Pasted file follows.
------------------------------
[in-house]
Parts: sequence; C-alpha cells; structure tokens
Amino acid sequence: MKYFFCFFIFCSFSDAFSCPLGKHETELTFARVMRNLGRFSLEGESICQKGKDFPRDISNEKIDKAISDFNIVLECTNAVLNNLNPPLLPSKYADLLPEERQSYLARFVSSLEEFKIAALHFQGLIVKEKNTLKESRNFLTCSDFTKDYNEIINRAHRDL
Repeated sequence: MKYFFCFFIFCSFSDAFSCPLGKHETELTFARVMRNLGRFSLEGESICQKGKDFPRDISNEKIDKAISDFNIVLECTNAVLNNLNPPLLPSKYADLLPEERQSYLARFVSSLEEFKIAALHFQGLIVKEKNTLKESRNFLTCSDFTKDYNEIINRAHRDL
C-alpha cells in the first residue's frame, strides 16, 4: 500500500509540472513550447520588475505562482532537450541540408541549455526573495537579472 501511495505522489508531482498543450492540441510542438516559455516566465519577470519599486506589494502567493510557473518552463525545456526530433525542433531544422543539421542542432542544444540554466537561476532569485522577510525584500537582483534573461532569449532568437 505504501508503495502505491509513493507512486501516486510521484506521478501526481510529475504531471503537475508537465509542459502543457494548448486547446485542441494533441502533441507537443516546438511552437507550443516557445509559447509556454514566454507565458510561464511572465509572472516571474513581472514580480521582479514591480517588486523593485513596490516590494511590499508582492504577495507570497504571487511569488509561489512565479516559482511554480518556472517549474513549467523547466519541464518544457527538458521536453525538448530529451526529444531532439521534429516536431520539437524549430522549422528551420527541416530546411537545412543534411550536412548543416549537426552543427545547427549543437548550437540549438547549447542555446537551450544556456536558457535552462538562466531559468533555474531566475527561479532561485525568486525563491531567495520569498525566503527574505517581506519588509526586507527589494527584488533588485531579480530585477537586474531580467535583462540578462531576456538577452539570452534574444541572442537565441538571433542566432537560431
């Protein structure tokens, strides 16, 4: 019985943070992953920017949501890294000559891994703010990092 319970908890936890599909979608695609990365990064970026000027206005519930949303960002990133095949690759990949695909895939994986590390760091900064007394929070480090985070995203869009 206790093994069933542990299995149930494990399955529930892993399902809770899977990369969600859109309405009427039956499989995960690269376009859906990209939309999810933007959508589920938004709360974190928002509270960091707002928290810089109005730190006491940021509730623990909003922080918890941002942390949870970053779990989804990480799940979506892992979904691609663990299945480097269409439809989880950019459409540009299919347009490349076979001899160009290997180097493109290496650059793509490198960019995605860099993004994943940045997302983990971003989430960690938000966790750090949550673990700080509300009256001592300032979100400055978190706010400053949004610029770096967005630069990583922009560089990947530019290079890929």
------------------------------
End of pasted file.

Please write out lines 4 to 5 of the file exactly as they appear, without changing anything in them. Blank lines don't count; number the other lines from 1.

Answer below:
Repeated sequence: MKYFFCFFIFCSFSDAFSCPLGKHETELTFARVMRNLGRFSLEGESICQKGKDFPRDISNEKIDKAISDFNIVLECTNAVLNNLNPPLLPSKYADLLPEERQSYLARFVSSLEEFKIAALHFQGLIVKEKNTLKESRNFLTCSDFTKDYNEIINRAHRDL
C-alpha cells in the first residue's frame, strides 16, 4: 500500500509540472513550447520588475505562482532537450541540408541549455526573495537579472 501511495505522489508531482498543450492540441510542438516559455516566465519577470519599486506589494502567493510557473518552463525545456526530433525542433531544422543539421542542432542544444540554466537561476532569485522577510525584500537582483534573461532569449532568437 505504501508503495502505491509513493507512486501516486510521484506521478501526481510529475504531471503537475508537465509542459502543457494548448486547446485542441494533441502533441507537443516546438511552437507550443516557445509559447509556454514566454507565458510561464511572465509572472516571474513581472514580480521582479514591480517588486523593485513596490516590494511590499508582492504577495507570497504571487511569488509561489512565479516559482511554480518556472517549474513549467523547466519541464518544457527538458521536453525538448530529451526529444531532439521534429516536431520539437524549430522549422528551420527541416530546411537545412543534411550536412548543416549537426552543427545547427549543437548550437540549438547549447542555446537551450544556456536558457535552462538562466531559468533555474531566475527561479532561485525568486525563491531567495520569498525566503527574505517581506519588509526586507527589494527584488533588485531579480530585477537586474531580467535583462540578462531576456538577452539570452534574444541572442537565441538571433542566432537560431